• Why should you use a peak flow meter to check how quickly you can move air out of your lungs?

     

    A. It can tell you if an asthma attack is coming, sometimes before you have symptoms

     

    B. It is one of the best ways to control your asthma

     

    C. It can help you keep your asthma from getting worse

     

    D. All of the above

    Correct Answer
    The correct answer is all of the above. Peak flow measurements can help show when you need medicine or other action to treat your asthma. Peak flow values of 50 - 80% of your best results signal a moderate asthma attack, while values below 50% mean a severe attack.
  • If you use quick-relief drugs twice a week or more to control your asthma symptoms, you should:

     

    A. Do nothing

     

    B. Tell your doctor

     

    C. Cut back to once a week

    Correct Answer
    The correct answer is tell your doctor. If you need to use quick-relief drugs more than twice a week your asthma may not be under control. Your doctor may need to change your dose of daily control drugs.
  • Getting rid of tobacco smoke at home is the most important thing a family can do to help a child with asthma.

     

    A. True

     

    B. False

    Correct Answer
    The correct answer is true. Don't smoke inside or outside the home. Family members and visitors who smoke outside can carry the smoke inside on their clothes and hair. Helping children avoid asthma triggers is the first step toward helping them feel better.
  • Exercise can bring on asthma symptoms in some people, but you can still participate in the activities you love. Do this ahead of time:

     

    A. Use your quick-relief drugs just before exercising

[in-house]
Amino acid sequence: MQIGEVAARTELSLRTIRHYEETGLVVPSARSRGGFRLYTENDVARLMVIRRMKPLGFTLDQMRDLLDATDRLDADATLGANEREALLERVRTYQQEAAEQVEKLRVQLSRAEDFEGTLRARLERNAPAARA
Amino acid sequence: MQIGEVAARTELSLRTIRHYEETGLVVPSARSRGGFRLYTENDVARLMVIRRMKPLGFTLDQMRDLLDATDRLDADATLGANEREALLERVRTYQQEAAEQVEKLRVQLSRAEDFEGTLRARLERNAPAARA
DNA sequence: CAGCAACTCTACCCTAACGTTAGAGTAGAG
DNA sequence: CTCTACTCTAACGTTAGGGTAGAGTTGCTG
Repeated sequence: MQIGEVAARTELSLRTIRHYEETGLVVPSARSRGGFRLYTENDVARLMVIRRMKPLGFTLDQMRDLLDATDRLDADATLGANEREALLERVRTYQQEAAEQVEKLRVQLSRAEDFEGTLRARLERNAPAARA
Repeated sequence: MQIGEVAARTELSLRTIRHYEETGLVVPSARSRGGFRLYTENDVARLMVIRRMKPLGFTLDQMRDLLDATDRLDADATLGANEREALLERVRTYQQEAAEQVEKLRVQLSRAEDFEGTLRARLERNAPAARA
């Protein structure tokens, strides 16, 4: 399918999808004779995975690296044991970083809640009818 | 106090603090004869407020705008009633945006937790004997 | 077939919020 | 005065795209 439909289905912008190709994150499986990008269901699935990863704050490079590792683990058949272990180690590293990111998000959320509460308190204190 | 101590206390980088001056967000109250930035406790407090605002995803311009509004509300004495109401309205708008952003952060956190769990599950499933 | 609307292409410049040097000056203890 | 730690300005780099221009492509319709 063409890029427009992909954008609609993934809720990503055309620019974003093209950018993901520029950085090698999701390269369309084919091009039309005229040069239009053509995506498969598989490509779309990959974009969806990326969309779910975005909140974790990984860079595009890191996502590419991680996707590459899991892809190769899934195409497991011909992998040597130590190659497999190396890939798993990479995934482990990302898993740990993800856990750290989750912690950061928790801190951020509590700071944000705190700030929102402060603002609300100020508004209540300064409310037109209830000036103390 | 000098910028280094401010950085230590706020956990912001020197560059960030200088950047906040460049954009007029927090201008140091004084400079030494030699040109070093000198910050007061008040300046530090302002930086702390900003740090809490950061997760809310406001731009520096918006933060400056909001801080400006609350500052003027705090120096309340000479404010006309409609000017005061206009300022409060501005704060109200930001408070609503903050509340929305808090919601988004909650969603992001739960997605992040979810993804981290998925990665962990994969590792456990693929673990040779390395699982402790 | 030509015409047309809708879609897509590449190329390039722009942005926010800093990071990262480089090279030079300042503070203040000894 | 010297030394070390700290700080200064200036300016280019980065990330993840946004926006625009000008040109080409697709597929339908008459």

B. Drink a glass of water

     

    C. Wear a scarf over your mouth

    Correct Answer
    The correct answer is use your quick-relief drugs just before exercising. Swimming is a good sport for people with exercise-induced asthma. The warm, moist air helps keep asthma symptoms away. Football, baseball, and other sports with breaks in the action are less likely to trigger asthma symptoms.
  • Asthma action plans should include:

     

    A. A plan for taking asthma medicines when your condition is stable

     

    B. A list of asthma triggers and how to avoid them

     

    C. How to tell when your asthma gets worse, and when to call your doctor or nurse

     

    D. All of the above

    Correct Answer
    The correct answer is all of the above. An asthma action plan is an important part of treatment for anyone with asthma. If you don't already have one, talk with your doctor about creating a personal asthma action plan.
  • Which of these asthma symptoms is an emergency?

     

    A. Bluish lips and face

     

    B. Severe drowsiness or confusion during an asthma attack

     

    C. Extreme difficulty breathing

     

    D. Rapid pulse

     

    E. Severe anxiety caused by shortness of breath

     

    F. All of the above

    Correct Answer
    The correct answer is all of the above. Asthma attacks can be dangerous if a person's airways become severely blocked. If you notice any of these symptoms, call 9-1-1. This might include oxygen, breathing assistance, and medicines given through a vein (IV).
  • People with asthma can lead normal, active lives.

     

    A. True

     

    B. False

    Correct Answer
    The correct answer is true. Asthma can be scary, but it doesn't have to control you. By getting the right medical treatment, working closely with your doctor, and avoiding your asthma triggers, you can manage your condition and enjoy a full life.